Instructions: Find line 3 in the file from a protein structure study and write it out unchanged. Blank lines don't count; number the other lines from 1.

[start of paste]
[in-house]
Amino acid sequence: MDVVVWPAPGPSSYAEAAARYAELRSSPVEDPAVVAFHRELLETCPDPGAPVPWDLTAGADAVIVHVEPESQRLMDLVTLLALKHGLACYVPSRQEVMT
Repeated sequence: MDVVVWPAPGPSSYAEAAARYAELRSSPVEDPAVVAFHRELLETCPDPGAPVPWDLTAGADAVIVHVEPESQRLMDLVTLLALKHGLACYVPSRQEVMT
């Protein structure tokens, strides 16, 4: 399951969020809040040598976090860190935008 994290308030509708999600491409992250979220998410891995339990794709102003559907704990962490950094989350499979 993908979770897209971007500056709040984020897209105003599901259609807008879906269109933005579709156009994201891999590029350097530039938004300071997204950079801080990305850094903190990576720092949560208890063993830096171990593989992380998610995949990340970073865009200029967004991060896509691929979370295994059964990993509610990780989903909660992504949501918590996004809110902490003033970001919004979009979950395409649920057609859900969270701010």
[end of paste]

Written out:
Repeated sequence: MDVVVWPAPGPSSYAEAAARYAELRSSPVEDPAVVAFHRELLETCPDPGAPVPWDLTAGADAVIVHVEPESQRLMDLVTLLALKHGLACYVPSRQEVMT